Monocyte chemotactic protein-1 deficiency attenuates and high-fat diet exacerbates bone loss in mice with Lewis lung carcinoma
Metrics: PDF 1224 views | HTML 1460 views | ?
Lin Yan1, Forrest H. Nielsen1, Sneha Sundaram1, Jay Cao1
1U.S. Department of Agriculture, Agricultural Research Service, Grand Forks Human Nutrition Research Center, Grand Forks, ND 58202, USA
Lin Yan, email: email@example.com
Keywords: MCP-1, high-fat diet, bone, metastasis, mice
Received: October 20, 2016 Accepted: December 26, 2016 Published: February 03, 2017
Bone loss occurs in obesity and cancer-associated complications including wasting. This study determined whether a high-fat diet and a deficiency in monocyte chemotactic protein-1 (MCP-1) altered bone structural defects in male C57BL/6 mice with Lewis lung carcinoma (LLC) metastases in lungs. Compared to non-tumor-bearing mice, LLC reduced bone volume fraction, connectivity density, trabecular number, trabecular thickness and bone mineral density and increased trabecular separation in femurs. Similar changes occurred in vertebrae. The high-fat diet compared to the AIN93G diet exacerbated LLC-induced detrimental structural changes; the exacerbation was greater in femurs than in vertebrae. Mice deficient in MCP-1 compared to wild-type mice exhibited increases in bone volume fraction, connectivity density, trabecular number and decreases in trabecular separation in both femurs and vertebrae, and increases in trabecular thickness and bone mineral density and a decrease in structure model index in vertebrae. Lewis lung carcinoma significantly decreased osteocalcin but increased tartrate-resistant acid phosphatase 5b (TRAP 5b) in plasma. In LLC-bearing mice, the high-fat diet increased and MCP-1 deficiency decreased plasma TRAP 5b; neither the high-fat diet nor MCP-1 deficiency resulted in significant changes in plasma concentration of osteocalcin. In conclusion, pulmonary metastasis of LLC is accompanied by detrimental bone structural changes; MCP-1 deficiency attenuates and high-fat diet exacerbates the metastasis-associated bone wasting.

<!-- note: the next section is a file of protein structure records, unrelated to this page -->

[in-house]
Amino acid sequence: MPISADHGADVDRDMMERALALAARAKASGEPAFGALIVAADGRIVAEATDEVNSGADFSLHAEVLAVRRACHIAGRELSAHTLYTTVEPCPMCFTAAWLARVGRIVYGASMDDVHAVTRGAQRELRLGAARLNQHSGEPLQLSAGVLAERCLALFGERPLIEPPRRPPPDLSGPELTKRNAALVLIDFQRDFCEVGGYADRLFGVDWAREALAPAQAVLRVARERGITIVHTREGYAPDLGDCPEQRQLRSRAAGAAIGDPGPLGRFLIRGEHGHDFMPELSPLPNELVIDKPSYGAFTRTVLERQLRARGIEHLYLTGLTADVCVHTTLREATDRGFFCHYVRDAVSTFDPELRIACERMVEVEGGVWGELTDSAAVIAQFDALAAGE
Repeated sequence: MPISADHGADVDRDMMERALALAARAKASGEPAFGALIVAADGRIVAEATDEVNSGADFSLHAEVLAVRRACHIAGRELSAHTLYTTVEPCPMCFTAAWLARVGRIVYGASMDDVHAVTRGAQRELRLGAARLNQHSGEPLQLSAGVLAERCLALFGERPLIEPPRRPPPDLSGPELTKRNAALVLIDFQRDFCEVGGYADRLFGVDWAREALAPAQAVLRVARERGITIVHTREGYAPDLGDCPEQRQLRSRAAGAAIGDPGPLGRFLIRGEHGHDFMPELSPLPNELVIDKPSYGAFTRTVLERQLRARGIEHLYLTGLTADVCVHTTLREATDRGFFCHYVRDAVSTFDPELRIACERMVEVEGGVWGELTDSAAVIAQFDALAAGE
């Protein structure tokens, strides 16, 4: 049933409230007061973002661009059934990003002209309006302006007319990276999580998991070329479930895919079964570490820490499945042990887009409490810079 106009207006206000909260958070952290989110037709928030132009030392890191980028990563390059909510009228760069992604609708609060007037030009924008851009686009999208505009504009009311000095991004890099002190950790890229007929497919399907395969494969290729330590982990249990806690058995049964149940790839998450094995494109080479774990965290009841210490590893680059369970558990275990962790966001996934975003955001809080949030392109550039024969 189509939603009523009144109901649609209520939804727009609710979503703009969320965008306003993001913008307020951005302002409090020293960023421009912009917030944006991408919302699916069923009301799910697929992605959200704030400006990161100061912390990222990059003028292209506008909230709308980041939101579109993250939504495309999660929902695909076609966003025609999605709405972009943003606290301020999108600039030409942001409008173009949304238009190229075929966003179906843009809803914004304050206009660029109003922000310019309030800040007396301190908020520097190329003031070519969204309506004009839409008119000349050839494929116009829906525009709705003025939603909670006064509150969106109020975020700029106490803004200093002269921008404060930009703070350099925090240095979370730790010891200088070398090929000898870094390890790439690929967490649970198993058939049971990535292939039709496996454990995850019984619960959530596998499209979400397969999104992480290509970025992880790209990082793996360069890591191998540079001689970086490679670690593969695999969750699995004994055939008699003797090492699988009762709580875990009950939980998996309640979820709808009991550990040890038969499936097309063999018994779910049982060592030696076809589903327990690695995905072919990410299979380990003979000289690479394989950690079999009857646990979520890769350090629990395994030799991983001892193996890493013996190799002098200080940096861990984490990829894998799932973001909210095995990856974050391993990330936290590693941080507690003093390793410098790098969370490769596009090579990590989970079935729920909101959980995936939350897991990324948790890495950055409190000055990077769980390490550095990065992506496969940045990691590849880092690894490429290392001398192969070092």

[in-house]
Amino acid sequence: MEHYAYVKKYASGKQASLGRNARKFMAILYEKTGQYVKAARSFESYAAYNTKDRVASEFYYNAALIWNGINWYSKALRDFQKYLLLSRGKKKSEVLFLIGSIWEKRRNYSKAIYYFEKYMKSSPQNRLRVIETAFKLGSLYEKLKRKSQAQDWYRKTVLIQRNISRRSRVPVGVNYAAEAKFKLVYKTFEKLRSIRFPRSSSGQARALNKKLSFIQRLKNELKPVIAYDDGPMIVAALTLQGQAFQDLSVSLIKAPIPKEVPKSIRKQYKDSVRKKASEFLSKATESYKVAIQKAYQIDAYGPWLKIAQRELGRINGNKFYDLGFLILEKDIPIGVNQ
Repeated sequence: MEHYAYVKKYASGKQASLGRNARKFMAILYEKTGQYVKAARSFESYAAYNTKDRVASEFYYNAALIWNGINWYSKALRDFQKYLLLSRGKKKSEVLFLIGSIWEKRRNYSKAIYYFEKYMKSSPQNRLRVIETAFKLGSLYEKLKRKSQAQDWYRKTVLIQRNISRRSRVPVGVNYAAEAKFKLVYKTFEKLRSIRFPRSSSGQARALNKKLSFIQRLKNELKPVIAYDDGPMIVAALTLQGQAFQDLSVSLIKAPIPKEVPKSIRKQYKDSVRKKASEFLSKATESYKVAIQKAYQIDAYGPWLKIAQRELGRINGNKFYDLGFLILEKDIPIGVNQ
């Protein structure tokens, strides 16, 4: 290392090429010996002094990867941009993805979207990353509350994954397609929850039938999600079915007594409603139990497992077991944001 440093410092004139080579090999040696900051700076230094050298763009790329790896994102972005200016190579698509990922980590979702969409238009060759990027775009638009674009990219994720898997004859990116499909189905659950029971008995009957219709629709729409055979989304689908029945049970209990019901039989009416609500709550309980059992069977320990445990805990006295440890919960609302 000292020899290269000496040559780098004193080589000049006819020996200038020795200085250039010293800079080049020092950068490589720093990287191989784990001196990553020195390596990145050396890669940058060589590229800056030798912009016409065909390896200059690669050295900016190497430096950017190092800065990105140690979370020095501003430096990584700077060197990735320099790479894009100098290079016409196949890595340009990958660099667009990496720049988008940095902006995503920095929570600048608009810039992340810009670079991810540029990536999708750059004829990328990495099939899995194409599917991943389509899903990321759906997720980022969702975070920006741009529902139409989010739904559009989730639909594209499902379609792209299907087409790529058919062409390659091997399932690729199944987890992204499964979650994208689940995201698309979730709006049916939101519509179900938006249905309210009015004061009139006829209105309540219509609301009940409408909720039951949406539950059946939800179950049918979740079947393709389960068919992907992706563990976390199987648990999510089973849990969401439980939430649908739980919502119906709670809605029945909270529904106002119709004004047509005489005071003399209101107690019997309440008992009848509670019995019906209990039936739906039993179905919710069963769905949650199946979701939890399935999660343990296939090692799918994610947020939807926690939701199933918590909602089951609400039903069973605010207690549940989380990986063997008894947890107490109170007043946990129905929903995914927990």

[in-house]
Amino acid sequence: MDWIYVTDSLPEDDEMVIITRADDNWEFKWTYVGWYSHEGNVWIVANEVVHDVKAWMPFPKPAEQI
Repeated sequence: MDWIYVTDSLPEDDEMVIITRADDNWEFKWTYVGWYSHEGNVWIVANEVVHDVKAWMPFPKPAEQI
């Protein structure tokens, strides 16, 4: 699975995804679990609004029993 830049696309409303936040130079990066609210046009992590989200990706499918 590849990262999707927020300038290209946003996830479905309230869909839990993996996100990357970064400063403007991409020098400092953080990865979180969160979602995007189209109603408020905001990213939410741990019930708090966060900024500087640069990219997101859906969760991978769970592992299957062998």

All site content, except where otherwise noted, is licensed under a Creative Commons Attribution 3.0 License.